Proof. It follows from Proposition 2.4 that $C_{G}(F)F$ is an $(m,k)$-subnormal subgroup of G in which F is normal.

Lemma 2.6. Let G be an $\mathfrak {X}(m,k)$-group. If G is abelian-by-cyclic, then it is finite-by-nilpotent and $\lvert \gamma _{\mu (m+k)}(G)\rvert \leq (m{!})^{2}$.

Proof. We can write $G=A\langle x\rangle$, where A is a normal abelian subgroup of G and x is an element of G. Of course, A is large and it can be regarded as a module over the countable ring $R=\mathbb {Z}\langle x\rangle$. Moreover, the R-submodules of A are all its G-invariant subgroups. By [Reference De Falco, de Giovanni, Heineken and Musella3, Lemma 2.3], A contains the direct product

\begin{align*} \underset{i \in I}{Dr}\,M_{i}, \end{align*}

where I is a set of cardinality $\aleph$ and, for each $i \in I$, $M_{i}$ is a G-invariant subgroup of A. It follows that there exist two subsets $I_{1}$ and $I_{2}$ of I, each of cardinality $\aleph$, such that

\begin{align*} I_{1}\cap I_{2}=\emptyset. \end{align*}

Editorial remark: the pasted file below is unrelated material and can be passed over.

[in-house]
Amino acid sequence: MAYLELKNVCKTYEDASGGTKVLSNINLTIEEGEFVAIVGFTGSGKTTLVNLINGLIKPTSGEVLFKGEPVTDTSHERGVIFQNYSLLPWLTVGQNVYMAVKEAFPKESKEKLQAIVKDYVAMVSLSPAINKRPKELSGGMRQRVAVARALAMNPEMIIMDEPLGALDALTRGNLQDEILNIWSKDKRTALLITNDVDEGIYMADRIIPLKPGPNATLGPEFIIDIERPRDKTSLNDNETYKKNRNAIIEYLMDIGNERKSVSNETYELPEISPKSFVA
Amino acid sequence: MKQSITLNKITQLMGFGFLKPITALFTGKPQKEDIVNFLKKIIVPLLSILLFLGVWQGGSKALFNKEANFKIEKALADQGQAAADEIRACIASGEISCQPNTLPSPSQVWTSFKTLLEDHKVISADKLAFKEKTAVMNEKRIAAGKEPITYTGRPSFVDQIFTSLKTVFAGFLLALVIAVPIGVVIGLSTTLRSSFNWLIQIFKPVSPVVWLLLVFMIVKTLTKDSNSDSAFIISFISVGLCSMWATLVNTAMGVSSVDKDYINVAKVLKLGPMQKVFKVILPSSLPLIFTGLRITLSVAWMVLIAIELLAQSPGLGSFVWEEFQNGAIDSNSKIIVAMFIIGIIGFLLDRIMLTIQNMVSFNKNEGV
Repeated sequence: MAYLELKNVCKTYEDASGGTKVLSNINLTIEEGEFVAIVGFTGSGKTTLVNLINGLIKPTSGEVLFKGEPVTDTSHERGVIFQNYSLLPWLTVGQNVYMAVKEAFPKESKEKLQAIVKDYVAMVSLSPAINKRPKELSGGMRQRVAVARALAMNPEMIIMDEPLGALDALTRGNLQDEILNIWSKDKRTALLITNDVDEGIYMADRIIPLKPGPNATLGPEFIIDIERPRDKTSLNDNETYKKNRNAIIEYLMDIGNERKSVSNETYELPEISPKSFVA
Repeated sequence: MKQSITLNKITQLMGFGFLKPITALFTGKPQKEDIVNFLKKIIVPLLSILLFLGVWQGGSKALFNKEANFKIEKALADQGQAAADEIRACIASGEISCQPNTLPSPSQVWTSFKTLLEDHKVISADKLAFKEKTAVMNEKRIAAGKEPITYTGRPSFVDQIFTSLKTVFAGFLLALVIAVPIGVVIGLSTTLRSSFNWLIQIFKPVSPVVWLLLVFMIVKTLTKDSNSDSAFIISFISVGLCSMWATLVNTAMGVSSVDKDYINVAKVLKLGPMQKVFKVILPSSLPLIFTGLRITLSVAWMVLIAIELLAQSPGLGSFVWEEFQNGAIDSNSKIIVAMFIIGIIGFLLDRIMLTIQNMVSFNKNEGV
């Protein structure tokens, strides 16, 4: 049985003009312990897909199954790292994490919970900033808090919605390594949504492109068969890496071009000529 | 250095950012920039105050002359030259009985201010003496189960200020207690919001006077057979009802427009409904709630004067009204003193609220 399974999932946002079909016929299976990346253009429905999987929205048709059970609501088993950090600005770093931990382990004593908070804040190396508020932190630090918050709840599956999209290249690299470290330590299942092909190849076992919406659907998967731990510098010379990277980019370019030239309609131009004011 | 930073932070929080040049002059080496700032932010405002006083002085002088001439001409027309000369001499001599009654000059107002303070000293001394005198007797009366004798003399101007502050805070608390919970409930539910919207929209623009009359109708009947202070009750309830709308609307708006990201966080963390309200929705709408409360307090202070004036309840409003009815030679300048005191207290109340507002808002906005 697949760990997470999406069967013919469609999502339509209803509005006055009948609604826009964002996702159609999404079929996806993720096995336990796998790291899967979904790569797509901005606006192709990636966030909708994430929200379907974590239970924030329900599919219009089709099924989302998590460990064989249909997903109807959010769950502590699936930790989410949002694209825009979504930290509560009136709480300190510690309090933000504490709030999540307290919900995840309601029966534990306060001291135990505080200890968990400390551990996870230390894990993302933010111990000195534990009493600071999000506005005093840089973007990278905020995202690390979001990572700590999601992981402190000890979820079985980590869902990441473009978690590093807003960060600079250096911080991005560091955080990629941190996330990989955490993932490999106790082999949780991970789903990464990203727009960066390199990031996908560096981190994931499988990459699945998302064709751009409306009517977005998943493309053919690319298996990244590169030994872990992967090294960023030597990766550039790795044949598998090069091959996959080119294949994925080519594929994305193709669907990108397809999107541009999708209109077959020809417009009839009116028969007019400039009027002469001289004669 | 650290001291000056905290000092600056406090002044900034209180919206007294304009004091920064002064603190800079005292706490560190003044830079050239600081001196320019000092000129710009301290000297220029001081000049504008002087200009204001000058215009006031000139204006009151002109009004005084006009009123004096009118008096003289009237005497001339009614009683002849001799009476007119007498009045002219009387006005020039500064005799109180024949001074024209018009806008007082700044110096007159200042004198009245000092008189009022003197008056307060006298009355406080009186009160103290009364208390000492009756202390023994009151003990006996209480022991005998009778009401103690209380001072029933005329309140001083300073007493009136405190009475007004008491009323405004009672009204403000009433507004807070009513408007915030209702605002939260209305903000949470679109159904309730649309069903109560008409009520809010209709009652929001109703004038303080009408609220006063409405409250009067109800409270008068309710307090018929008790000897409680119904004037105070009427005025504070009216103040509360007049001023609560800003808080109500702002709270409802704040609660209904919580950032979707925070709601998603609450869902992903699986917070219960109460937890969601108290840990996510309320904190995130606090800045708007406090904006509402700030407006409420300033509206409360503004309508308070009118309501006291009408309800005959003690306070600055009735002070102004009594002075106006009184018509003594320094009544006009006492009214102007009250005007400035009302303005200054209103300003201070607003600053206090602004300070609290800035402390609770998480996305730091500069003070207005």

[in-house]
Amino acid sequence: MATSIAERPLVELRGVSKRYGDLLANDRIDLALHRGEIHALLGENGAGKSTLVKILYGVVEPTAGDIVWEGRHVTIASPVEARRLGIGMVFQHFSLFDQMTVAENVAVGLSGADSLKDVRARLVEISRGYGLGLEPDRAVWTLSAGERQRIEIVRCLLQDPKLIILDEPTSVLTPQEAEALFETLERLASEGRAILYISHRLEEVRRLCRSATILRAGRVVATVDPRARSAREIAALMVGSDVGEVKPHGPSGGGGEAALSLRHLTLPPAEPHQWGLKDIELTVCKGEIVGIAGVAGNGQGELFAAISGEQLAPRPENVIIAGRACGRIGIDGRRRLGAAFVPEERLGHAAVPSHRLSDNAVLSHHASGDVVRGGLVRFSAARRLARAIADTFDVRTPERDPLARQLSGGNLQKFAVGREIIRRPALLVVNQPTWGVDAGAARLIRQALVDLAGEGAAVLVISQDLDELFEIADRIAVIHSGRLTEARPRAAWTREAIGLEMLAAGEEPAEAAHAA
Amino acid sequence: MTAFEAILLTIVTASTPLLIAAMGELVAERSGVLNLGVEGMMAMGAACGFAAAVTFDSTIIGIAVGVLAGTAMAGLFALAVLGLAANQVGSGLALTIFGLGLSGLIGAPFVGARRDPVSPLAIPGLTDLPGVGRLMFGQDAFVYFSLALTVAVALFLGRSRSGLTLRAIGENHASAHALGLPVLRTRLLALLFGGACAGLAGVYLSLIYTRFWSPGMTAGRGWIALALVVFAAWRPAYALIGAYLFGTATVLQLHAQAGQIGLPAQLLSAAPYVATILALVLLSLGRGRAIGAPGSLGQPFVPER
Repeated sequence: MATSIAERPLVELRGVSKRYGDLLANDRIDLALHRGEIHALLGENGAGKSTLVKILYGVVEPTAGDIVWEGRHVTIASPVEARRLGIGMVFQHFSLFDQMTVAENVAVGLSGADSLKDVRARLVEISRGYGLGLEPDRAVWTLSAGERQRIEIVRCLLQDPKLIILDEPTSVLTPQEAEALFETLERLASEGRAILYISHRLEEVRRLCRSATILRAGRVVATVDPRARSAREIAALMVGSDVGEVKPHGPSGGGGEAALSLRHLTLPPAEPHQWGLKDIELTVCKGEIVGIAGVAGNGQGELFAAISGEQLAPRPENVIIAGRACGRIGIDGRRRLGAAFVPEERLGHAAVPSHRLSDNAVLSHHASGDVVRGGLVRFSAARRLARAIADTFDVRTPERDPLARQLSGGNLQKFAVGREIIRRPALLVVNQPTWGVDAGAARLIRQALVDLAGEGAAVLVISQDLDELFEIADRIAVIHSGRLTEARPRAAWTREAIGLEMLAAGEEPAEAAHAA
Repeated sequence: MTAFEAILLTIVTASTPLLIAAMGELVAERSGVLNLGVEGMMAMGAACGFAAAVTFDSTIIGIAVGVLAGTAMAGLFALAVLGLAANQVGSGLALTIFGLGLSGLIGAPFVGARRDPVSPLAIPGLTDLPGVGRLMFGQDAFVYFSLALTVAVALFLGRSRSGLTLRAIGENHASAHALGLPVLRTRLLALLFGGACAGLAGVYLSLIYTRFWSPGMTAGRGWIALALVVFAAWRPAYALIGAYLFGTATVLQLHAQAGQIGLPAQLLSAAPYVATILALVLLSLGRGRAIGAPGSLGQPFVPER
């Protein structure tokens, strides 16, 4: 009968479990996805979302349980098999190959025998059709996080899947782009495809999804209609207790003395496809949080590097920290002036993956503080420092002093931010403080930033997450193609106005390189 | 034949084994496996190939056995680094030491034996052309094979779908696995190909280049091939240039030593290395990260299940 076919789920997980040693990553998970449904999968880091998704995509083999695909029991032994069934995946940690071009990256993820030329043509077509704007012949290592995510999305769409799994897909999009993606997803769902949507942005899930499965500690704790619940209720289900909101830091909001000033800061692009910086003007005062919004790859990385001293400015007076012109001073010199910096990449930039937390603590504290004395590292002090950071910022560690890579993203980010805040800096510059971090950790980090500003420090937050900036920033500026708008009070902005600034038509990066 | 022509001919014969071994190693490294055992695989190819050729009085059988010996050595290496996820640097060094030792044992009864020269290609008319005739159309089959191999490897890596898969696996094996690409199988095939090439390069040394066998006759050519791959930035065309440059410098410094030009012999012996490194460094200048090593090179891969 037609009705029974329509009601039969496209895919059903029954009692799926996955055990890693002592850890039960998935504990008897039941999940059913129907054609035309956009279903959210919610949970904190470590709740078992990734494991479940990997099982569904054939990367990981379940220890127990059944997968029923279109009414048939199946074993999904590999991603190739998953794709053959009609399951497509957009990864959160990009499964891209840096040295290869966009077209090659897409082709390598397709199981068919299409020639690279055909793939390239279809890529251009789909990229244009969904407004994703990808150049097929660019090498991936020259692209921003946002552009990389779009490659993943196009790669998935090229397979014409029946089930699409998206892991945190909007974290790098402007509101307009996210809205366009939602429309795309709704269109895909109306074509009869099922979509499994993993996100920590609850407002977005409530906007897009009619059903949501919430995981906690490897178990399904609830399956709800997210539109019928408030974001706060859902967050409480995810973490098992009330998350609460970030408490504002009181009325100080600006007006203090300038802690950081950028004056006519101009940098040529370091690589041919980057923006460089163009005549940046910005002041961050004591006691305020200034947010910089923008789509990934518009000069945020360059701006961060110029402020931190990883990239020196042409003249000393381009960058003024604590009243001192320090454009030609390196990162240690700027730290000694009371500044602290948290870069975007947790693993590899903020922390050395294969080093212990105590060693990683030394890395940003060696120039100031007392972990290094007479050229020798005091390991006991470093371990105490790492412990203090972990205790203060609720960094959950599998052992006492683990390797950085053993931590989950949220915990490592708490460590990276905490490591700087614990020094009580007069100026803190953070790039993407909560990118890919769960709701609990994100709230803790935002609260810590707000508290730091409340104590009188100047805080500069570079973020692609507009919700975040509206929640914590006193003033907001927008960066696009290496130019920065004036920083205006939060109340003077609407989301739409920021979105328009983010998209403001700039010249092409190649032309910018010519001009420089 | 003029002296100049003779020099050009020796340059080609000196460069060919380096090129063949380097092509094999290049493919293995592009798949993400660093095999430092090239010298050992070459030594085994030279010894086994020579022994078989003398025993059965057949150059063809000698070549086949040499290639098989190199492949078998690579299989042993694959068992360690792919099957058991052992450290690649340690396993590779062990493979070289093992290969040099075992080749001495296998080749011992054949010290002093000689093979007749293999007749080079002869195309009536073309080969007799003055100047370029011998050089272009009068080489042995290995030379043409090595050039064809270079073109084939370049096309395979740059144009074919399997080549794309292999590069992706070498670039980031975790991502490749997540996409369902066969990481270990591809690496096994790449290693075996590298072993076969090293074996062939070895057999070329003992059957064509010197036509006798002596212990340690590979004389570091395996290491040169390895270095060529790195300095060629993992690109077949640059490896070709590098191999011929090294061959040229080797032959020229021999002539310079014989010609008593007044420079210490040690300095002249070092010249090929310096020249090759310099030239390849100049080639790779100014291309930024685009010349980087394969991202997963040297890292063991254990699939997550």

For $j=1,2$, put

\begin{align*} B_{j}=\underset{i \in I_{j}}{Dr}\,M_{i}, \end{align*}

then $B_{1}$ and $B_{2}$ are G-invariant subgroups of A of cardinality $\aleph$ whose intersection is trivial. Thus, [Reference Lennox9, Theorem A] ensures that, for $j=1,2$,

\begin{align*} \lvert \gamma_{\mu (m+k)}(G/B_{j})\rvert \leq m{!}. \end{align*}

Therefore, $\lvert \gamma _{\mu (m+k)}(G)\rvert \leq (m{!})^{2}$ and G is finite-by-nilpotent.

Lemma 2.7. Let G be an $\mathfrak {X}(m,k)$-group containing a large abelian normal subgroup. Then G is locally finite-by-nilpotent, and if B is the Baer radical of G, then $G/B$ has finite exponent.